Saturday, November 16, 2013

Weekend Preparations

For a short week this was an extremely long one without a doubt.  Fortunately we ended the week with dinner and drinks with friends.  After a late night, I woke up this morning contemplating what exactly I was going to smoke this weekend, and what I needed from the store.

I've had a rack of spare ribs in the freezer that I set down to thaw so those will definitely make their way onto the smoker.  I also have been planning to do an apple pie with some Granny Smiths that we bought but haven't used.  I don't want to just do any old apple pie, I want to do something with a little extra punch to it that you can't buy in a store.

So while enjoying a taste of Bourbon I had an epiphany, Smoked Bourbon Apple Pie.... Now trying to cook an apple pie in the smoker won't give me the crisp flaky crust that I want so I decided I will smoke the filling for an hour to impart smoke, then fill the pie and cook it in the oven.  I am hoping that this combination will give me the flavor combination that I am going for with a spicy, smokey, sweet dessert... I made enough of the filling to be able to cook some of the mixture down as a side for the ribs.  Apples and pork are great plate mates for a tasty meal.

I am also going to make some Atomic Buffalo Turds for a mid afternoon treat, and I want to also save a few in order to try +Eric Straub's ABT Quiche that he made a couple of weeks ago.  Eggs, cheese,  smoked bacon, cream cheese, and jalapenos... Sounds Amazing!

Check back tomorrow for all of the details on Sunday's smoked Bourbon Apple Pie, spare ribs, and Atomic Buffalo Turds.

Wednesday, November 13, 2013

Roasted Duck

Duck'in A! I did a roasted duck on the heals of a smoked duck.  For some reason I can never get enough of this tasty bird, and it has so much to offer that I could not resist taking full advantage of smoking and roasting a duck.  Is it wrong that 80% of the reason for me doing a second duck is to fully exploit the rendering of the sweet nectar of the gods from every crevice of this amazing specimen.  I think not! Duck fat is an amazingly flavorful cooking aid that can enhance any meal.

So tonight I did a roasted duck.  To prepare it I rinsed the duck and patted it dry.  I then scored the skin is a cross hatch pattern being careful not to penetrate the meat of the duck.  This greatly aids in the fat rendering processes and helps the spices work their way into the meat.  

For a rub I just used sea salt, pepper, and garlic powder and rubbed it into the skin all over to get good coverage.  I used a roasting pan with a rack so that the meat is slightly elevated allowing the heat to get to all sides of the duck while keeping it out of the rendered fat.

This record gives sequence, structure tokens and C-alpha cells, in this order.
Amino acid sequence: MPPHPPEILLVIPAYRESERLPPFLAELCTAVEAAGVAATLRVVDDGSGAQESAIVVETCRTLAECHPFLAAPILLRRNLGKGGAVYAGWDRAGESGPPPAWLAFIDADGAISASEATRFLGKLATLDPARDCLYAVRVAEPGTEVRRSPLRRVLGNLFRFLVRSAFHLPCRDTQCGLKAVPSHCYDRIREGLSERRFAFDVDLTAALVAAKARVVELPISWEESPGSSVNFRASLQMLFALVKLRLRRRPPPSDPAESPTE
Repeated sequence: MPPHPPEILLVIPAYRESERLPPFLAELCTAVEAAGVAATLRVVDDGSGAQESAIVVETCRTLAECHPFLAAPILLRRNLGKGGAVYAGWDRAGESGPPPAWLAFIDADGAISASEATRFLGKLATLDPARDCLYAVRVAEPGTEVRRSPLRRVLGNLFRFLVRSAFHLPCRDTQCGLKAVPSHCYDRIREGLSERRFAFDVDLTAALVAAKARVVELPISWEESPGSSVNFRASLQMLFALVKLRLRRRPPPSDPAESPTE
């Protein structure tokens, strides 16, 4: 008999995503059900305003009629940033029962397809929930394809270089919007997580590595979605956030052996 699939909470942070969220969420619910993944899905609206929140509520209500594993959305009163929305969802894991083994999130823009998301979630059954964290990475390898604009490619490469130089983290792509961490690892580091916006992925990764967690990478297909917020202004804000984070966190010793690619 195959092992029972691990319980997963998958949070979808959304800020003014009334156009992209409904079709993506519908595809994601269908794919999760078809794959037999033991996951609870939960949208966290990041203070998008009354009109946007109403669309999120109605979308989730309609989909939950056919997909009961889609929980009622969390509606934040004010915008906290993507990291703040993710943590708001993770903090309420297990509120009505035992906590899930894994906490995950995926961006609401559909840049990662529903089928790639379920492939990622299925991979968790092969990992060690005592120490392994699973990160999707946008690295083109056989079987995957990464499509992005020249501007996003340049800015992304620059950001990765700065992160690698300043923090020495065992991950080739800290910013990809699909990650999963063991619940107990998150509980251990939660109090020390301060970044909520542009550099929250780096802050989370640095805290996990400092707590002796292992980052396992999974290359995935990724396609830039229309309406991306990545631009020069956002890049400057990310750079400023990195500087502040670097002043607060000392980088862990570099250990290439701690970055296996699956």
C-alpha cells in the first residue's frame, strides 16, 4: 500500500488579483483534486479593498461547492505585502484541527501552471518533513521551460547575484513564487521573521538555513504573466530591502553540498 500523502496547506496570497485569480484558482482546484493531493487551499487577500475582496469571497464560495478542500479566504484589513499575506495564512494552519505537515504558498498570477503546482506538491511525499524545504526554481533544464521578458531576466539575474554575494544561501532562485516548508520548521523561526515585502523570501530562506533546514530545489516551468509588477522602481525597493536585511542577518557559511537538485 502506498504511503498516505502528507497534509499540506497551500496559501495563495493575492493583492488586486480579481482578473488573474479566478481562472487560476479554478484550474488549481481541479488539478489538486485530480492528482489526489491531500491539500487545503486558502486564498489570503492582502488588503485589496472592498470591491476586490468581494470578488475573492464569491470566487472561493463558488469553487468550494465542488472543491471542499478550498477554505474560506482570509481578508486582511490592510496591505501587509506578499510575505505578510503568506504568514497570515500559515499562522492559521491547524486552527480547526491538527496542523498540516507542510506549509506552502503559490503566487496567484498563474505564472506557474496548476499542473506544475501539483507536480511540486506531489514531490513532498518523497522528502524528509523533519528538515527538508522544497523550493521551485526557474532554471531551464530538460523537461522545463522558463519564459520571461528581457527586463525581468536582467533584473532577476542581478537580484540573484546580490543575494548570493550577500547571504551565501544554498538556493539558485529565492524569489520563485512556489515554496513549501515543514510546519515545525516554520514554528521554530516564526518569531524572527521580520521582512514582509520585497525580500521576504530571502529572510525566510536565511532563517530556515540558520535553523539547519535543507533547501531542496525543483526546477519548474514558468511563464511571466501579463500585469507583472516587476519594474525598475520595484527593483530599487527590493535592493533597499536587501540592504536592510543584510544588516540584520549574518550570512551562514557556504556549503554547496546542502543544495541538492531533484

I also trimmed off the excess skin from the neck and body cavity area.  I set it aside to render the fat from those pieces while the duck is roasting.  I placed the duck in a preheated 425 degree oven breast up for 30 minutes.  At the end of the first 30 minutes I flipped the bird over and reduced the heat to 350 degrees for 30 minutes.  

While the duck was in the oven I put the skin pieces in a pot of water and brought it to a boil to render out the fat.  Once it started to boil I reduced the heat and covered the pot for about 20 minutes.  After I had reduced as much fat out of the skin pieces that I could I poured the liquid off into a measuring cup to separate.  

Now the magic begins!! I cut the skin pieces that I had used for rendering fat and cut them into small squares.  I put them in a pan with a small amount of, you guessed it, duck fat and turned them into crispy little cracklings for a pre-meal treat. 

After the 30 minutes was up I flipped the bird again for another 30 minutes of roasting.  I then cut up some potatoes, coated them in duck fat and placed them in the oven (15 minutes into the 3rd 30 minutes) to roast with the duck.  At the end of the last 30 minutes I brushed the duck in a mixture of honey and orange marmalade on both sides and put it back in the oven for another 20 minutes to finish it off. As long as your internal temp is between 140 and 145 you are good to go. 

Once the duck was finished I let it rest for 15 minutes while the potatoes were crisping up (almost impossible to resist tearing into it...).  

Tonight I went with a Metolious Blonde Ale which was a perfect complement to the duck and potatoes!   

As for the duck fat that had rendered during the cooking process, it was poured very carefully into a container for later use..... 

Tuesday, November 12, 2013

Tasty Smoked Tri-tip

I hate wasting smoke on a half empty smoker so I generally try to take full advantage of smoke day, and any empty surface area to get an extra cut of meat cooked up for either dinner another night, or to share with friends.

Yesterday I did a smoked duck, which was melt in your mouth delicious with cracker like crispy skin.  FABULOUS!  So I figured I would do a cut that could smoke in about the same time frame as the duck so I didn't waste fuel, and have to find some more things to smoke.... Vicious cycle I know, but it is a healthy addiction, I promise...

For me tri tip gets a nice coating of salt, pepper, paprika, and garlic rubbed in the night before to allow the spices to stick to the meat and form a good crust before I stick it on the smoker.  I also prefer to leave the thin layer of fat on the top of the tri tip if it hasn't been trimmed off to allow some insulation and self basting during the smoking process.

When I cook a tri tip I go by weight and heat to determine the length of time it gets left on the smoker.  This was a 5lb hunk of meat so I smoked it for 5 hours.  Easy day...  I also live by the rule of no peaking!! The more you open the lid the more you screw up the temperature and time it takes to smoke.  The only time I open a lid during smoking is if I am doing a large hunk of pork that I am mopping during a long smoke.